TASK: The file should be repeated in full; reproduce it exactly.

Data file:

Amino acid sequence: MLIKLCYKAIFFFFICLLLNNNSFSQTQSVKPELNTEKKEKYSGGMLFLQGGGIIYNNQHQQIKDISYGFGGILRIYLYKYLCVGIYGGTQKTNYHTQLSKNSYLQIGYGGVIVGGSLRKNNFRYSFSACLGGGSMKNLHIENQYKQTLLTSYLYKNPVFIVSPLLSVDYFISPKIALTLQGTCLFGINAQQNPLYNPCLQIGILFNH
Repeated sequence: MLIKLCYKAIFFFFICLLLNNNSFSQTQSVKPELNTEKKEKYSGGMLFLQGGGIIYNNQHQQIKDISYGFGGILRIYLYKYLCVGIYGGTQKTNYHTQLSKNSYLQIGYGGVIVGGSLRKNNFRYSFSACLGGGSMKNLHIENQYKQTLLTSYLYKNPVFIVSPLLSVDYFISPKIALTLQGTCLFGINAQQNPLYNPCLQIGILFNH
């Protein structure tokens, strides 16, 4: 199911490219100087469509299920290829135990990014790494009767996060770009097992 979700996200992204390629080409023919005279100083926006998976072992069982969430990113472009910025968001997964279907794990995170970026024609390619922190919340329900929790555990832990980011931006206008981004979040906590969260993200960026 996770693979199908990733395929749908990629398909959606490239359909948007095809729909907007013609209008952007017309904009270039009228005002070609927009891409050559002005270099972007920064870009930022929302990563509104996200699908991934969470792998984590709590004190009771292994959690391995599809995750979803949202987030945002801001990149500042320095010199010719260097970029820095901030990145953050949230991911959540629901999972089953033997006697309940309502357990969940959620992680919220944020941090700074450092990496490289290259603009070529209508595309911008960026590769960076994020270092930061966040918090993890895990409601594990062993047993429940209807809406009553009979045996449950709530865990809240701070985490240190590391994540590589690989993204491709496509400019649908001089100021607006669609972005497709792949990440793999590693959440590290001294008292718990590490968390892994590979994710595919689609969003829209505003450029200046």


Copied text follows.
Amino acid sequence: MLIKLCYKAIFFFFICLLLNNNSFSQTQSVKPELNTEKKEKYSGGMLFLQGGGIIYNNQHQQIKDISYGFGGILRIYLYKYLCVGIYGGTQKTNYHTQLSKNSYLQIGYGGVIVGGSLRKNNFRYSFSACLGGGSMKNLHIENQYKQTLLTSYLYKNPVFIVSPLLSVDYFISPKIALTLQGTCLFGINAQQNPLYNPCLQIGILFNH
Repeated sequence: MLIKLCYKAIFFFFICLLLNNNSFSQTQSVKPELNTEKKEKYSGGMLFLQGGGIIYNNQHQQIKDISYGFGGILRIYLYKYLCVGIYGGTQKTNYHTQLSKNSYLQIGYGGVIVGGSLRKNNFRYSFSACLGGGSMKNLHIENQYKQTLLTSYLYKNPVFIVSPLLSVDYFISPKIALTLQGTCLFGINAQQNPLYNPCLQIGILFNH
């Protein structure tokens, strides 16, 4: 199911490219100087469509299920290829135990990014790494009767996060770009097992 979700996200992204390629080409023919005279100083926006998976072992069982969430990113472009910025968001997964279907794990995170970026024609390619922190919340329900929790555990832990980011931006206008981004979040906590969260993200960026 996770693979199908990733395929749908990629398909959606490239359909948007095809729909907007013609209008952007017309904009270039009228005002070609927009891409050559002005270099972007920064870009930022929302990563509104996200699908991934969470792998984590709590004190009771292994959690391995599809995750979803949202987030945002801001990149500042320095010199010719260097970029820095901030990145953050949230991911959540629901999972089953033997006697309940309502357990969940959620992680919220944020941090700074450092990496490289290259603009070529209508595309911008960026590769960076994020270092930061966040918090993890895990409601594990062993047993429940209807809406009553009979045996449950709530865990809240701070985490240190590391994540590589690989993204491709496509400019649908001089100021607006669609972005497709792949990440793999590693959440590290001294008292718990590490968390892994590979994710595919689609969003829209505003450029200046």